Use this URL to cite or link to this record in EThOS: https://ethos.bl.uk/OrderDetails.do?uin=uk.bl.ethos.786728
Title: Brief BA for depression symptoms in adolescents : development of the Brief BA Fidelity Scale, psychometric evaluation, and link to outcome and alliance
Author: Hodgson, Elizabeth Jo
ISNI:       0000 0004 7972 1694
Awarding Body: University of Southampton
Current Institution: University of Southampton
Date of Award: 2019
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Abstract:
Brief Behavioural Activation (Brief BA) is a manualised intervention for low mood and depression in adolescents (Pass & Reynolds, 2014) shown to improve depression symptoms and functioning from pre- to post- treatment. To draw conclusions about the effectiveness of Brief BA it is important to establish therapist adherence and competence (i.e. treatment fidelity). There are currently no published measures of treatment fidelity for Behavioural Activation. In this study, a measure of Brief BA fidelity was developed, and psychometric properties were tested with 30 Brief BA cases where treatment was delivered in schools. The scale evidenced good inter-rater reliability, internal consistency, and face validity and treatment fidelity was generally high. There was a significant reduction in client self-reported depression symptoms and an increase in client self-reported functioning from pre- to post- Brief BA treatment. The relationship between session-specific Brief BA fidelity and the therapeutic alliance was not significant at the beginning or middle of treatment but was significant at the end of treatment. There was no significant relationship between Brief BA fidelity and client outcome, which may be due to lack of variance given the high rates of both fidelity and client improvement in the sample. Results suggest the Brief BA fidelity scale is a reliable and valid measure, which can be used to inform future training and supervision.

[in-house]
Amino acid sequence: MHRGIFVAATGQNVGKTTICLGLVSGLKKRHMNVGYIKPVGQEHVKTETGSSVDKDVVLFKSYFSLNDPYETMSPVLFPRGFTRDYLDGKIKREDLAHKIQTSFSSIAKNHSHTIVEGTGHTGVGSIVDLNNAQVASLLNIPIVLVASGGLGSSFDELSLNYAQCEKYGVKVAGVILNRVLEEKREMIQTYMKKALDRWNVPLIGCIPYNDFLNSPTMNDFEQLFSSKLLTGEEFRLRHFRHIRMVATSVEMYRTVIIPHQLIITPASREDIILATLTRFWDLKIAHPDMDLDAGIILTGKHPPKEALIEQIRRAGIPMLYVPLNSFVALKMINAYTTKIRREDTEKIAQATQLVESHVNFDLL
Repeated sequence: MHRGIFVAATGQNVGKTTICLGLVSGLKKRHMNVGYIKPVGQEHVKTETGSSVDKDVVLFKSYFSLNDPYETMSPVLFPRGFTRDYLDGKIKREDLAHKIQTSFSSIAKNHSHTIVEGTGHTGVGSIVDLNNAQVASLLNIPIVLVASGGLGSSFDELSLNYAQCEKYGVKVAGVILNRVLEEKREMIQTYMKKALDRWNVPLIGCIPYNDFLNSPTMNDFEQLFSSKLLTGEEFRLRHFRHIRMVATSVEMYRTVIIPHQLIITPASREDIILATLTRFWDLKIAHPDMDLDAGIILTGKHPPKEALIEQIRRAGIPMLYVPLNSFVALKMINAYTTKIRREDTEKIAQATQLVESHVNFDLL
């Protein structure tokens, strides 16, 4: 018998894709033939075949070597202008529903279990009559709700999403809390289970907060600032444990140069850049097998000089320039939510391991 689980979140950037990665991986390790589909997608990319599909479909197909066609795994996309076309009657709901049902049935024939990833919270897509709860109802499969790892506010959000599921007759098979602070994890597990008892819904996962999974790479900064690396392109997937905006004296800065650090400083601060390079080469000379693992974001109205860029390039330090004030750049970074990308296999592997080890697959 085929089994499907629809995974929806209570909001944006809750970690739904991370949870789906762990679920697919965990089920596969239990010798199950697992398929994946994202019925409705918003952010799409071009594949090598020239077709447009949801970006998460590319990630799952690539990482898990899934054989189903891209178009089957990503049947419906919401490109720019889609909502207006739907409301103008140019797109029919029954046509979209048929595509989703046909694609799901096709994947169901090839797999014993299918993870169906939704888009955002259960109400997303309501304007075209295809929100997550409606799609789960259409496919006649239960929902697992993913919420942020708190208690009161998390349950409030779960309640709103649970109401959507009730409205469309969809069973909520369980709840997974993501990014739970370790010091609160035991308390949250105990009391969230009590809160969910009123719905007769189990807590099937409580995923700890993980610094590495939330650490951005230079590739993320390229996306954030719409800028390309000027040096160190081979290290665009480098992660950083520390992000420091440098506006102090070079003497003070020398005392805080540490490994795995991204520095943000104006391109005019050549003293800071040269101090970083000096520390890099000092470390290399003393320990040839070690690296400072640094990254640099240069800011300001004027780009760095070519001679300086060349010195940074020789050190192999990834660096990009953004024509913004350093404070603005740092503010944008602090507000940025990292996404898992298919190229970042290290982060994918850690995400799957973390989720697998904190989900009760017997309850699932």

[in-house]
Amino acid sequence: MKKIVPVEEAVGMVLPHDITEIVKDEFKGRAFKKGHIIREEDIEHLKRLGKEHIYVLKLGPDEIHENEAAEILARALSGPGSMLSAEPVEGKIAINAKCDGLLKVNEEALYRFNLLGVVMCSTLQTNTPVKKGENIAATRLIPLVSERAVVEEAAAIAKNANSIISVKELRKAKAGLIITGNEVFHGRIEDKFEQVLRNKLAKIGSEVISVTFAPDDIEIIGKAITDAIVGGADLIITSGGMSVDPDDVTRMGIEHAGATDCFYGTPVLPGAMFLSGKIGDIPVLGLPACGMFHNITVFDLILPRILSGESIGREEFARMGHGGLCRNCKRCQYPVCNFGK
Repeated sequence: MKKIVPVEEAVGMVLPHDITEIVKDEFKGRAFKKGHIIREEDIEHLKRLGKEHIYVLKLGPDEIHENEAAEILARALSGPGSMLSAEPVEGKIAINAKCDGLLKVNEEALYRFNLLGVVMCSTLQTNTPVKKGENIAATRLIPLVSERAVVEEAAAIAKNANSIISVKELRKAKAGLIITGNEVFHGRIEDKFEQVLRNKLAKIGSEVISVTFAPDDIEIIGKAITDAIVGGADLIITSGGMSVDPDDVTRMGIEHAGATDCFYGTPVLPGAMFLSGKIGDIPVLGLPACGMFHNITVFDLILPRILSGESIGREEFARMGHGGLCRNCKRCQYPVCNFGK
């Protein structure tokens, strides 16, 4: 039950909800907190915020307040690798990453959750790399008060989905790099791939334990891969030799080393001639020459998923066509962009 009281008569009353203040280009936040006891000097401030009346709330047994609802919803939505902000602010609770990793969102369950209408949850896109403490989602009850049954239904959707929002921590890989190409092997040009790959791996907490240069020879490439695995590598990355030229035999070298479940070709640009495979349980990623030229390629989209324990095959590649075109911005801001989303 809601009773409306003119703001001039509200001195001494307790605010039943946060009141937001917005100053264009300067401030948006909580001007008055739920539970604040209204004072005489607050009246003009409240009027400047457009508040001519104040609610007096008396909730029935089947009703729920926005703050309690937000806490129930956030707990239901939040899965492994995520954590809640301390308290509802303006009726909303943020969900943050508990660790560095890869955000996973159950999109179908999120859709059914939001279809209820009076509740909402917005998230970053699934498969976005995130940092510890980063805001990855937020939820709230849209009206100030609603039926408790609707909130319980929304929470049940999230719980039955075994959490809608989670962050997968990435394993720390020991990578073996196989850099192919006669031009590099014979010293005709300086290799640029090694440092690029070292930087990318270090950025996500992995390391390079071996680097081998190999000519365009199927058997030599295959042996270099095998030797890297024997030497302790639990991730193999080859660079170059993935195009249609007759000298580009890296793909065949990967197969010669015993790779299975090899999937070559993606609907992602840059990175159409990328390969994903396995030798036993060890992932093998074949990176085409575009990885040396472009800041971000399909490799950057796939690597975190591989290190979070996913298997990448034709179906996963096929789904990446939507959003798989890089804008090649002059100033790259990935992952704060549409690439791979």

Supervisor: Pass, Laura ; Rudkin, Angharad Sponsor: Not available
Qualification Name: Thesis (Ph.D.) Qualification Level: Doctoral
EThOS ID: uk.bl.ethos.786728  DOI: Not available
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